Plans for nine-storey social housing scheme ‘greedy’

Councillor says developer acted in bad faith over rezoning and proposal for Coolock site

Developer Andrew Gillick  has offered a complex of 471 apartments at the site of the former Chivers factory in Coolock to the State for social housing.

Developer Andrew Gillick has offered a complex of 471 apartments at the site of the former Chivers factory in Coolock to the State for social housing.

 

Plans for almost 500 apartments in blocks nine storeys tall in north Dublin that could be used for social housing have been described as “greedy” and “disingenuous” by Dublin city councillors.

Developer Andrew Gillick at a meeting on Monday told councillors he has offered an entire complex of 471 apartments, at the site of the former Chivers factory in Coolock, to the State for social housing.

If it was accepted, the complex would be the largest social housing estate provided under the Government’s enhanced leasing scheme, introduced almost two years ago.

However, councillors told Mr Gillick he had acted “in bad faith” and had misrepresented his plans for the site.

Two years ago, he asked councillors to rezone the former jam factory for housing with approximately 350 apartments in blocks up to five storeys proposed.

However, earlier this year following the rezoning, he lodged an application with An Bord Pleanála for 495 apartments in blocks up to 10 storeys. The board granted permission two months ago reducing the height to nine storeys and the number of apartments to 471.

‘Monolithic monstrosity’

Independent councillor John Lyons said the scheme was “a monolithic monstrosity that will totally destroy the area”. Mr Gillick had originally proposed a low-rise development and had “disgracefully deceived” by seeking a high-rise scheme he said. “It seems to be your greed that is driving this,” he told Mr Gillick.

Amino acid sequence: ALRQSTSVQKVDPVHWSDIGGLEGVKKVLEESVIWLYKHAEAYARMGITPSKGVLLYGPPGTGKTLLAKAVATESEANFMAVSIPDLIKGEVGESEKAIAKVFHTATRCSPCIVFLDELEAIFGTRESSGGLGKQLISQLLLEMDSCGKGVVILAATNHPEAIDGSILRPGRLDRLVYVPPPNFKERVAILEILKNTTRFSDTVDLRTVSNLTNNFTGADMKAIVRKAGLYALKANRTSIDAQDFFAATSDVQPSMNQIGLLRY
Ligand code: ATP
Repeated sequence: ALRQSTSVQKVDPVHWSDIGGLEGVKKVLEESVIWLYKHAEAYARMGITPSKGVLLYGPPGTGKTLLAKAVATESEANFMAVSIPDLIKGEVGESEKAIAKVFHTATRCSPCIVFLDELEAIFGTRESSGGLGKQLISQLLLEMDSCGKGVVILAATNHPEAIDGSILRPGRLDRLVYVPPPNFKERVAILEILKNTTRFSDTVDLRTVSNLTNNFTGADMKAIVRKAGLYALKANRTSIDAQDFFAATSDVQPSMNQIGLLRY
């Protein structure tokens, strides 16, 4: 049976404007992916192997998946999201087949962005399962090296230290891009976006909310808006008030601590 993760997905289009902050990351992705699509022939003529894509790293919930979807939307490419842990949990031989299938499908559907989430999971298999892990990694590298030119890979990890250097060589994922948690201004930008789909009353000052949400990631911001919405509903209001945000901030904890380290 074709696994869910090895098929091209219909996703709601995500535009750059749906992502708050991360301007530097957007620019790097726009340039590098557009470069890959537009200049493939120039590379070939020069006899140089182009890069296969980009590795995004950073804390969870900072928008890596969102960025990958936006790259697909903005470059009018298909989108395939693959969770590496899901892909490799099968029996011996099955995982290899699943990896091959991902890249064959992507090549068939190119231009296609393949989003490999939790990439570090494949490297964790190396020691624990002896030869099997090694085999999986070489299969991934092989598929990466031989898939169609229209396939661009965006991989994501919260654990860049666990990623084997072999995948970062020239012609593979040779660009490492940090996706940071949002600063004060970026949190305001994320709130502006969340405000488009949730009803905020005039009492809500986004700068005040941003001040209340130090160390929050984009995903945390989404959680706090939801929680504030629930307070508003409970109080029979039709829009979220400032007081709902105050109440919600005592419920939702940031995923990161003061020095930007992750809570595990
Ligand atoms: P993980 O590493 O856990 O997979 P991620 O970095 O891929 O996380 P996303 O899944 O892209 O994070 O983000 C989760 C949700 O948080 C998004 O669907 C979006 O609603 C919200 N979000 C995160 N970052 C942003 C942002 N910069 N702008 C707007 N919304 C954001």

Fianna Fáil councillor Tom Brabazon said Mr Gillick had presented a particular “vision” when he was seeking the land to be rezoned from industrial to residential. “That vision was torn up. I think we’ve been dealt with in bad faith and I would be very slow to rezone again. This has left a sour taste.”

Mr Gillick said it was his view he had “under-promised and over-delivered” in what he was offering the State in terms of housing.

“I am creating housing. If you want to have the whole thing as social housing that’s 500 units, more units than Dublin City Council have done in the last two years.”

He said the heights he had initially discussed with the council were the maximum allowable at the time. However, last December Minister for Housing Eoghan Murphy removed the caps on the height. Mr Gillick said this “put an onus on me to maximise the use of the land”.

Several councillors pointed out this meant developers were permitted but not obliged to increase the height of apartments.

High rise

The Green Party’s Donna Cooney said tall apartment blocks had been shown to be unsuitable for social housing because of maintenance costs and the potential for fire issues.

“These things are just blocks of very high rise. It wasn’t successful in Ballymun, it had to be demolished.”

Fianna Fáil councillor Racheal Batten said €2 billion had to be spent to fix the problems of Ballymun. “I would caution against taking over a whole premises like this.”

The council’s head of housing, Brendan Kenny, on Monday said the council was “not keen” on taking the whole Chivers development but would consider using 30 per cent for social housing.

While homes have yet to be provided under the enhanced leasing scheme introduced in January 2018, the city council has signed a deal with Bartra Capital to lease a block of 23 apartments currently under construction in Stoneybatter in Dublin 7.